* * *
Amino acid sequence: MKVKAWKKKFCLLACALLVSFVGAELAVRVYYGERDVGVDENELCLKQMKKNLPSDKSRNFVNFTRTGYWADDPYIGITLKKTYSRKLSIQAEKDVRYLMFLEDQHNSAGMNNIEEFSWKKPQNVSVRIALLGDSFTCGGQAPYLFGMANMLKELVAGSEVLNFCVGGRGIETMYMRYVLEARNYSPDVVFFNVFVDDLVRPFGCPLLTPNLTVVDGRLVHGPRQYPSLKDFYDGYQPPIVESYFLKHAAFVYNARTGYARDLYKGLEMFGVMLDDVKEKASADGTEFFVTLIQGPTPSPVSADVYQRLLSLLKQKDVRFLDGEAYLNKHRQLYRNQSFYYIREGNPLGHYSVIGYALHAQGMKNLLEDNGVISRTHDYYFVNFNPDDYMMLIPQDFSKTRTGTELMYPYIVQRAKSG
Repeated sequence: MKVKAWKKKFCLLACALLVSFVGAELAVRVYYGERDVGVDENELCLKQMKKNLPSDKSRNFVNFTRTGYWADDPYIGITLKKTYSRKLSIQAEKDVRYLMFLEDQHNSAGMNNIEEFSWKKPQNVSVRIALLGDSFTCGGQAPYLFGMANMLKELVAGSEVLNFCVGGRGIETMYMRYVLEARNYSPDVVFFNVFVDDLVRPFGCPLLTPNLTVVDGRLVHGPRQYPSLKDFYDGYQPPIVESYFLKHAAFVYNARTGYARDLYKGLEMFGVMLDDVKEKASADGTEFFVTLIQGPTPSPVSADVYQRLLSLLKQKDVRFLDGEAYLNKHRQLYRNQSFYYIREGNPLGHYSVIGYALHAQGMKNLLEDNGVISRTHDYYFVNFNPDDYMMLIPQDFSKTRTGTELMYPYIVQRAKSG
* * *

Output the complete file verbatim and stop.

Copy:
Amino acid sequence: MKVKAWKKKFCLLACALLVSFVGAELAVRVYYGERDVGVDENELCLKQMKKNLPSDKSRNFVNFTRTGYWADDPYIGITLKKTYSRKLSIQAEKDVRYLMFLEDQHNSAGMNNIEEFSWKKPQNVSVRIALLGDSFTCGGQAPYLFGMANMLKELVAGSEVLNFCVGGRGIETMYMRYVLEARNYSPDVVFFNVFVDDLVRPFGCPLLTPNLTVVDGRLVHGPRQYPSLKDFYDGYQPPIVESYFLKHAAFVYNARTGYARDLYKGLEMFGVMLDDVKEKASADGTEFFVTLIQGPTPSPVSADVYQRLLSLLKQKDVRFLDGEAYLNKHRQLYRNQSFYYIREGNPLGHYSVIGYALHAQGMKNLLEDNGVISRTHDYYFVNFNPDDYMMLIPQDFSKTRTGTELMYPYIVQRAKSG
Repeated sequence: MKVKAWKKKFCLLACALLVSFVGAELAVRVYYGERDVGVDENELCLKQMKKNLPSDKSRNFVNFTRTGYWADDPYIGITLKKTYSRKLSIQAEKDVRYLMFLEDQHNSAGMNNIEEFSWKKPQNVSVRIALLGDSFTCGGQAPYLFGMANMLKELVAGSEVLNFCVGGRGIETMYMRYVLEARNYSPDVVFFNVFVDDLVRPFGCPLLTPNLTVVDGRLVHGPRQYPSLKDFYDGYQPPIVESYFLKHAAFVYNARTGYARDLYKGLEMFGVMLDDVKEKASADGTEFFVTLIQGPTPSPVSADVYQRLLSLLKQKDVRFLDGEAYLNKHRQLYRNQSFYYIREGNPLGHYSVIGYALHAQGMKNLLEDNGVISRTHDYYFVNFNPDDYMMLIPQDFSKTRTGTELMYPYIVQRAKSG